New York City’s unprecedented attempt to temporarily limit Uber licenses brought joy to the taxicab industry on Wednesday (August 8), but presented some frustration for Black Americans who regularly find themselves shut out of the yellow vehicles because of racism.
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It’s worth noting that Uber and Lyft have had their fair share of racist drivers who have left African-American customers stranded and stressed. And Uber’s recent troubling history of harassment and discrimination doesn’t bode well for its reputation either. However, people of color have become frequent users and drivers for the ride-hailing service in the absence of taxicabs being available to them.
Interestingly, taxicabs’ services force more ride cancellations and longer wait times for people of color than Uber and Lyft in several cities, though the ride-sharing companies still have problems in that area. In Los Angeles, African Americans wait for taxis about 30 minutes on average if they actually get picked up, as opposed to about six minutes for Uber and five for Lyft, according to a June report by UCLA’s Institute for Transportation Studies. It’s clear that Uber and Lyft have become reliable sources of transportation for many people of color, despite various regulation attempts.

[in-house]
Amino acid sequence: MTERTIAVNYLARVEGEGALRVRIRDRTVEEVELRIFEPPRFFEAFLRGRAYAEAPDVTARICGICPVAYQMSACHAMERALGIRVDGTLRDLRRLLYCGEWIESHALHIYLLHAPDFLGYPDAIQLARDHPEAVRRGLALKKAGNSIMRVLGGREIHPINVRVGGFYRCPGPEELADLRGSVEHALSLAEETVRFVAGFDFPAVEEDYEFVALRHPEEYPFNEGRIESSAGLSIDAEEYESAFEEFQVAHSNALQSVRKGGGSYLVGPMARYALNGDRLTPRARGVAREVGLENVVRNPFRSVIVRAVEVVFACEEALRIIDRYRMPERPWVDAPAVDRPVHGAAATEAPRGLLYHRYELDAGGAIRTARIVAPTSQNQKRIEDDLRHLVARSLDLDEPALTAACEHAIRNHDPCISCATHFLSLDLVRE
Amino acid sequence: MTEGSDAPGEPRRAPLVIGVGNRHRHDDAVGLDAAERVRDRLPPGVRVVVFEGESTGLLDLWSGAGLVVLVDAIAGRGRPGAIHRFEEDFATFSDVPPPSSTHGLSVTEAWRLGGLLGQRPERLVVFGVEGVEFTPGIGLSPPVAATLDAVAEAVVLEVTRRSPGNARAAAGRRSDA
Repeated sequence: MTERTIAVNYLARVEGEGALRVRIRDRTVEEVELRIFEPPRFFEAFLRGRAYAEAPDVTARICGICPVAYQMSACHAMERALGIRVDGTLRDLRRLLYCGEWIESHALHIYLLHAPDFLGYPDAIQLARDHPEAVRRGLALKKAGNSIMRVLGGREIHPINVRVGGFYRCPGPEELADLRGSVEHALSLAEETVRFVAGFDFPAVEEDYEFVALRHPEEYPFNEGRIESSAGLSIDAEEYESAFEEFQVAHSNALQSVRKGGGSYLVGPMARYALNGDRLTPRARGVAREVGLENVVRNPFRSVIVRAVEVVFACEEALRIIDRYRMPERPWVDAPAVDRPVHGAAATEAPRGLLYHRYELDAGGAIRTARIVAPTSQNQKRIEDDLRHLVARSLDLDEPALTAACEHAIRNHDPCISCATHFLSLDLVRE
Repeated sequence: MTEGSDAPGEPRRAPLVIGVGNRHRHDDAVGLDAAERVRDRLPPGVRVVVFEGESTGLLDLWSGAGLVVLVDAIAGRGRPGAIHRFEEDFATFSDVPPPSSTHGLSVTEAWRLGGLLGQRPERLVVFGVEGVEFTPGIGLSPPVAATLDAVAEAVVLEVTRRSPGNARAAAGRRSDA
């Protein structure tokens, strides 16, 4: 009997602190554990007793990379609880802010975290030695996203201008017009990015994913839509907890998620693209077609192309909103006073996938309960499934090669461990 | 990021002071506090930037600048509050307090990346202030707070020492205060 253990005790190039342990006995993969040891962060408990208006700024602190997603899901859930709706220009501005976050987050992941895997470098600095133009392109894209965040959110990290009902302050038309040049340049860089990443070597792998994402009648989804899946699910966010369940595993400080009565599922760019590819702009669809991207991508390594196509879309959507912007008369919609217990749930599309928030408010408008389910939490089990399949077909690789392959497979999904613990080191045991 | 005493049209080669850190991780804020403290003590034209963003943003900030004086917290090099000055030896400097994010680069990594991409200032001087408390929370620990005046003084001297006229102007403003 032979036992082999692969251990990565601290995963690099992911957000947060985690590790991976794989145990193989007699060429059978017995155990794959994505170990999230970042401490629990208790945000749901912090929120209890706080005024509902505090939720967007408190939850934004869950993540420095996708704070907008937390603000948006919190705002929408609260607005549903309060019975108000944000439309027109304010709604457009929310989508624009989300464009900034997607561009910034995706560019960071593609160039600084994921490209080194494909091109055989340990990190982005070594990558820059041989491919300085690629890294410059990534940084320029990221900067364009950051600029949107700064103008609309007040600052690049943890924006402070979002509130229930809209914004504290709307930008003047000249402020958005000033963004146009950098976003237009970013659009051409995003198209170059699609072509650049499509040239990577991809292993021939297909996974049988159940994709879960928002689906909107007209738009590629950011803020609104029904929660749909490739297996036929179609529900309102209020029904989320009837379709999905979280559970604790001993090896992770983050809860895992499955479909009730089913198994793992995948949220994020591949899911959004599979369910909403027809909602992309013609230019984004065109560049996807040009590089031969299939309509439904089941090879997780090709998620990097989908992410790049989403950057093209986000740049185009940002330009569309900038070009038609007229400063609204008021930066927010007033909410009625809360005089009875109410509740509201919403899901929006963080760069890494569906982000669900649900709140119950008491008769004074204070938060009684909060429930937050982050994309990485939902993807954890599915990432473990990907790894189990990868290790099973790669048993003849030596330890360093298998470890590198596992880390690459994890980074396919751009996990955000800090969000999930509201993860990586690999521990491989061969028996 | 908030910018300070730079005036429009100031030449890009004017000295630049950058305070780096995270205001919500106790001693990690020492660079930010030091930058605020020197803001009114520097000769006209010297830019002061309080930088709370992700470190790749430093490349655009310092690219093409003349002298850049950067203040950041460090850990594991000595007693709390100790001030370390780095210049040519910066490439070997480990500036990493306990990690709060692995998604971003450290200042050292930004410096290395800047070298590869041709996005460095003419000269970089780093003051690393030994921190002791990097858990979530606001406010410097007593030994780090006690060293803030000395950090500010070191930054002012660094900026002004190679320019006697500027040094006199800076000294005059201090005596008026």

It is the sizable growth of Uber—spurred by the dollars of African Americans—as well as traffic congestion concerns and the exodus of taxi cab drivers from a saturated motor-vehicle market that prompted the NYC City Council’s decision to regulate for-hire vehicles. A one-year moratorium on issuing ride-share permits has been greenlit to go before Mayor Bill de Blasio for approval, The Associated Press reported.
With the move, NYC could usher in a national trend that may have serious effects for Black riders.
For one, Black people may have no choice but to deal with racist cab drivers. And if other cities follow behind New York City’s move to curb Uber, that will not be a good look for African Americans.
Uber’s fare prices could also increase as a result of limiting new drivers and licenses, with the shrinking workforce leading to less cars on the road. Also, any Black-owned ride-hail companies may have a harder time breaking into the for-hire vehicle industry.
In full transparency, the regulation could help to ensure that Uber drivers begin to earn more livable wages. The move would also ease financial hardships that have contributed to the deaths of several taxi cab drivers in the last year.
Only time will tell if NYC’s decision will go national or how it may also affect Black America—but we may have to brace ourselves.
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